There are all kinds of formats that help portray someone’s vision, including the use of visual elements. Whatever the specific design of a vision plan, the point is it remains structured and allows for a focus on realistic, forward motion in a person’s life.

A vision plan may serve as a roadmap for someone wishing to maintain a sense of balance and positivity across life endeavors. Furthermore, referencing the vision plan may help reduce decision fatigue regarding personal and professional choices.

How can a coach help you with your well-being, productivity & performance?

Coaching is a critical tool for personal development, growth, and well-being. Coaches can help you clarify what you want to complete and by when (leading into an action plan). They can also help you think, reflect, and process ideas (which can lead to the formation of goals in the first place). Then, they can help you structure goals and action plans that are realistic and in meaningful alignment with your values, vision, and purpose.

Furthermore, coaches are a little like toolboxes. They come to you armed with tools, frameworks, and structures to help pull the various pieces of your life together in meaningful and relevant ways.

Coaches may also recognize when you are getting drained and need to switch gears for a bit. They can help you stay on track, provide encouragement and motivation, serve as a sounding board, and pass along relevant resources.

Ultimately, coaches enable the time and space for you to shine!

Of course, you can learn a little more about our lead coach Ashley on the About page.

Resources & References:

Fredrickson, B.L. (2000, Mar 7). Cultivating Positive Emotions to Optimize Health and Well-being. Prevention & Treatment, 3(0001a). Retrieved from http://media.rickhanson.net/home/files/papers/CultPosEmot.pdf.

Houston, E. (2019, Mar 11). What are Attributional and Explanatory Styles in Psychology? PositivePsychology.com. Retrieved from https://positivepsychology.com/explanatory-styles-optimism/.

Institute of Coaching (n.d.). Benefits of Coaching. McLean, Affiliate of Harvard Medical School. Retrieved from https://instituteofcoaching.org/coaching-overview/coaching-benefits.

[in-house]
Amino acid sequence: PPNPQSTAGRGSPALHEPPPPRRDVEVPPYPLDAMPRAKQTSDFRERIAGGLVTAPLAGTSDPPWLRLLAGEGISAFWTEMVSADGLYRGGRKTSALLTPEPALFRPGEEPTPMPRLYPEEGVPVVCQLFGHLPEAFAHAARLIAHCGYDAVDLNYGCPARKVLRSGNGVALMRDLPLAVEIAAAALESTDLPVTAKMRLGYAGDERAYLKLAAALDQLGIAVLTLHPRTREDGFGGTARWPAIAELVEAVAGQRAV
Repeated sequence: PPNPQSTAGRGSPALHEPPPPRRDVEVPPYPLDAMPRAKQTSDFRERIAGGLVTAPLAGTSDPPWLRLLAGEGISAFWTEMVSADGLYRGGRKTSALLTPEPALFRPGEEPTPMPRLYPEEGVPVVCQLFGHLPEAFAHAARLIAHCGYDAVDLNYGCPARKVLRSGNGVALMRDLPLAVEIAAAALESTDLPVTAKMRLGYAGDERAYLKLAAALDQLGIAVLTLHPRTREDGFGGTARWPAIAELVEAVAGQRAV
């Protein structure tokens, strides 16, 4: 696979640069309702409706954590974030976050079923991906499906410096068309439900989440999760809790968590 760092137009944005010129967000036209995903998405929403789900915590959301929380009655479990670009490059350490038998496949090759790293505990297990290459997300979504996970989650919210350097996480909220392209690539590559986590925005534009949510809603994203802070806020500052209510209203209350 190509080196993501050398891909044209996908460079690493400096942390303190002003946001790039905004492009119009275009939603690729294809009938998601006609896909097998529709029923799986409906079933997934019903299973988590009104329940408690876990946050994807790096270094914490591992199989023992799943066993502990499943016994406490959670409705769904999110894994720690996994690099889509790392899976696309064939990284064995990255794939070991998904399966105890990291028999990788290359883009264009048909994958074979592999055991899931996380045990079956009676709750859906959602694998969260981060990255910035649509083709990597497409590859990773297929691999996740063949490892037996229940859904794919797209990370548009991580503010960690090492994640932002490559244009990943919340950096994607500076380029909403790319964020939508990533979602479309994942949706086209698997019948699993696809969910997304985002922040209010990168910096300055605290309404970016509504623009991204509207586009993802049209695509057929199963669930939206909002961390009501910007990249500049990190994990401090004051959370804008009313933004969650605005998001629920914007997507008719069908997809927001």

Juby, B. (2022, Sep 30). What Is Emotional Self-regulation and How Do You Develop It? Healthline Media. Retrieved from https://www.healthline.com/health/emotional-self-regulation.

Krause, W. (2017, May 7). Wellbeing is Correlated to Higher Performance. Thrive Global (Medium). Retrieved from https://medium.com/thrive-global/why-well-being-has-everything-to-do-with-productivity-bc89ecc09959.

Miles, M. (2022, Jun 13). 6 Surefire Ways to Reach Optimal Peak Performance. BetterUp. Retrieved from https://www.betterup.com/blog/peak-performance.

Santos-Longhurst, A. (2019, Feb 11). Intrinsic Motivation: How to Pick Up Healthy Motivation Techniques. Healthline Media. Retrieved from https://www.healthline.com/health/intrinsic-motivation.

Scott, E. (2020, Apr 28). Why Emotional Resilience is a Trait You Can Develop. Verywell Mind. Retrieved from https://www.verywellmind.com/emotional-resilience-is-a-trait-you-can-develop-3145235.

Scudari, R. (2021, Apr 19). The Best Way to Create a Vision for the Life You Want. LifeHack. Retrieved from https://www.lifehack.org/articles/lifestyle/create-a-vision-for-the-life-you-want.html.

Tugade, M.M. & Fredrickson, B.L. (2007). Regulation of Positive Emotions: Emotion Regulation Strategies that Promote Resilience. Journal of Happiness Studies, 8, 311-333.